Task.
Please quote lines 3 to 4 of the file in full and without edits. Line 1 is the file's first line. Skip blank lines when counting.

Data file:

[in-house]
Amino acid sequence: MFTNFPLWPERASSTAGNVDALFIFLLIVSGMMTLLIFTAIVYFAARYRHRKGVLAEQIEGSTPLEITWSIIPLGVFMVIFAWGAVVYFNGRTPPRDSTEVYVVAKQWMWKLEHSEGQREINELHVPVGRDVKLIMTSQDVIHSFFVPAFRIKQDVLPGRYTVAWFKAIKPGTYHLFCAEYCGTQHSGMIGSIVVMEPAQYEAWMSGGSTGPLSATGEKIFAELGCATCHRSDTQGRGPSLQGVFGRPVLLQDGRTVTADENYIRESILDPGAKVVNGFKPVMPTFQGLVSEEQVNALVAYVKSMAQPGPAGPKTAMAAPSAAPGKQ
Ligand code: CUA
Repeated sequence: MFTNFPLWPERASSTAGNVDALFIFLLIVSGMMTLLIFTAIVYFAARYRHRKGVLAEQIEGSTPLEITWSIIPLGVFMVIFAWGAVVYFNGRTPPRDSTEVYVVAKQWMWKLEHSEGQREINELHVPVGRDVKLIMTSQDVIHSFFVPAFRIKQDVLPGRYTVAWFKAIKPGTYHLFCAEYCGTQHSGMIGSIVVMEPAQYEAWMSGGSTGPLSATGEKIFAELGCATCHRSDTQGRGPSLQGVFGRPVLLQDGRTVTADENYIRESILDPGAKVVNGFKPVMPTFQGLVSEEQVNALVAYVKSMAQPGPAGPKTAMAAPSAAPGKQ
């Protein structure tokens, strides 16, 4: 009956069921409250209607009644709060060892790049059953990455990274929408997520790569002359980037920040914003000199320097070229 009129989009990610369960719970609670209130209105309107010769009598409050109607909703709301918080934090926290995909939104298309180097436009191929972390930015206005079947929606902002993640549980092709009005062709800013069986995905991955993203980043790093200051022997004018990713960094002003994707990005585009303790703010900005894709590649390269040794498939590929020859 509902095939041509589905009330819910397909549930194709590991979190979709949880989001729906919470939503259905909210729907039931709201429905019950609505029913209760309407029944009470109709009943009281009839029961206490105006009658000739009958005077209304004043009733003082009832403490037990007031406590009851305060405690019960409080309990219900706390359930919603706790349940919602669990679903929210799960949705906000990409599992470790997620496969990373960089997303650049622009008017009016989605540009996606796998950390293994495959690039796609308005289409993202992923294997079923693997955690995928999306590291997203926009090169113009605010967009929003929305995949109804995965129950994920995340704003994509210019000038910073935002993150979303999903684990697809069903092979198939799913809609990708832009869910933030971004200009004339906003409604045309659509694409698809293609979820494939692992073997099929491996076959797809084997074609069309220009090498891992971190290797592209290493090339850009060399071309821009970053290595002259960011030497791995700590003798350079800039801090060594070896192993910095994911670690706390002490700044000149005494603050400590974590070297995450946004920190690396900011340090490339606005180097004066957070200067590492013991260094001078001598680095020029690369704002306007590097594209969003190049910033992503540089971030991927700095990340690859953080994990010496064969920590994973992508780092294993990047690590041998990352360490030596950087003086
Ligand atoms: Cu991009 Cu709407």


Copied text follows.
Ligand code: CUA
Repeated sequence: MFTNFPLWPERASSTAGNVDALFIFLLIVSGMMTLLIFTAIVYFAARYRHRKGVLAEQIEGSTPLEITWSIIPLGVFMVIFAWGAVVYFNGRTPPRDSTEVYVVAKQWMWKLEHSEGQREINELHVPVGRDVKLIMTSQDVIHSFFVPAFRIKQDVLPGRYTVAWFKAIKPGTYHLFCAEYCGTQHSGMIGSIVVMEPAQYEAWMSGGSTGPLSATGEKIFAELGCATCHRSDTQGRGPSLQGVFGRPVLLQDGRTVTADENYIRESILDPGAKVVNGFKPVMPTFQGLVSEEQVNALVAYVKSMAQPGPAGPKTAMAAPSAAPGKQ